Which I do. I never withhold the pain med though. I do document the behaviors that go along with what the patient says versus behavior before and after. The MD & therapist can go from there.
- 3Jul 18, '13 by monkeybugQuote from L&DRegisteredNurseSo true! Besides, pain is a personal experience, and like all personal experiences it can cause unique reactions. If this is the first time you've ever really had pain, you may go nuts. If it's the 1,413th day you've lived with pain, you very well might laugh, smile, play on your phone, and go about your business. If I stayed in bed every time I hurt, I would never get up and I could add decubiti to my chronic pain! I've learned to function in pain most people couldn't take simply because I must. Some days no one, except perhaps my husband and best friend, would have any idea how much I hurt. I learned long ago that no one wants to hear about it, or see it, or have to deal with it, so I mask it. It's easier than having those exhausting, aggravating conversations like, "Have you tried exercise?" "Have you ever cut out gluten?" "What about Excedrin Migraine? That works for my headaches!"I agree about qualifying pain. I don't agree though with the attitude that can sometimes go along with it. I don't think it's up to me to always decide who is being honest and who is not. Unless you are working in a rehab facility
Pain meds aren't deducted from nurses' salaries. We don't get points against our licenses if we administer them. Nurses should keep their judgments to themselves and just follow the orders. I walked around with a fractured humerus for a few weeks because, compared to what I lived with every day, it was uncomfortable but nothing really spectacular. So if I ask for pain medicine, even if I'm smiling and playing Angry Birds when I make the request, then I need it!
- 4Jul 18, '13 by BrandonLPNI think the bottom line is, if the patient has a valid order for the PRN narc, and their respirations and LOC and all that are copacetic, then just *give* the darn narc.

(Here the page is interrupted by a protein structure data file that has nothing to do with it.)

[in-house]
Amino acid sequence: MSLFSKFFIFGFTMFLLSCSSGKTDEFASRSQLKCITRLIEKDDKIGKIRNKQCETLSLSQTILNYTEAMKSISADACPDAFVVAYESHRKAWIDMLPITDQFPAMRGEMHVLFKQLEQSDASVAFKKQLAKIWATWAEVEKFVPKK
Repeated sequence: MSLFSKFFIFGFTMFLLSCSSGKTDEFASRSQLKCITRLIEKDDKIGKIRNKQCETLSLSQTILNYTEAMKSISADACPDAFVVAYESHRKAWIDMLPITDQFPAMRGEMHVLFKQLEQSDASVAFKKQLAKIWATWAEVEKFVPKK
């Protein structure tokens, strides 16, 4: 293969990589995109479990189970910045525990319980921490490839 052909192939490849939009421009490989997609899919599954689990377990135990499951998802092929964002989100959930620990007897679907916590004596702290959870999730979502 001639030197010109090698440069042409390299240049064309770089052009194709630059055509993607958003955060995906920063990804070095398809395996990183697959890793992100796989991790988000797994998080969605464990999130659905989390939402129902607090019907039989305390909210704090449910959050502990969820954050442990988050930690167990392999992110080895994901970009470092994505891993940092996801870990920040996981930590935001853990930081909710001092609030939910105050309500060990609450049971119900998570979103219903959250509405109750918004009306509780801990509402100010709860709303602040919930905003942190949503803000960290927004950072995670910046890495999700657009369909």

I was working with a nurse who would always get all a-flutter when a particular resident would ask for a PRN Ativan/Norco cocktail every night when he was "clearly" neither anxious nor painful, just chilling out and watching TV.
Weary of hearing her complain about this for the millionth time, I replied one night that if I were a resident in a nursing home and this was what my life had come to, well, I'd probably want to get a little buzz on once in a while just to take the edge off, too. She looked at me like she was about to get the vapors and faint.
Some nurses let their own personal judgements play way too big a role in their nursing practice.Last edit by BrandonLPN on Jul 18, '13
- 0Jul 18, '13 by AngelfireRNQuote from xtxrnThey gave me Buprenex when I had my C section. I LOVED it. It worked well, I could get about 4 hours' sleep, and no side effects. Then again, a Tylenol knocks me out, so I have a teeny tolerance anyway. Not sure how I would be if I were on routine pain control.I don't think that was it- at least that's not how I read it We used Buprenex during detox for some addicts, and it does work well for getting people off of drugs- I don't have any experience with it for pain control. And, yes- I would agree, when those other narcs don't work, something else is needed. Maybe not addicted- but high tolerance and dependence
- 1Jul 18, '13 by L&DRegisteredNurseQuote from ToothFairy(5)See then I think you have a very difficult job. I would find that very difficult and I think after many years it would be hard to not have any judgment.Which I do. I never withhold the pain med though. I do document the behaviors that go along with what the patient says versus behavior before and after. The MD & therapist can go from there.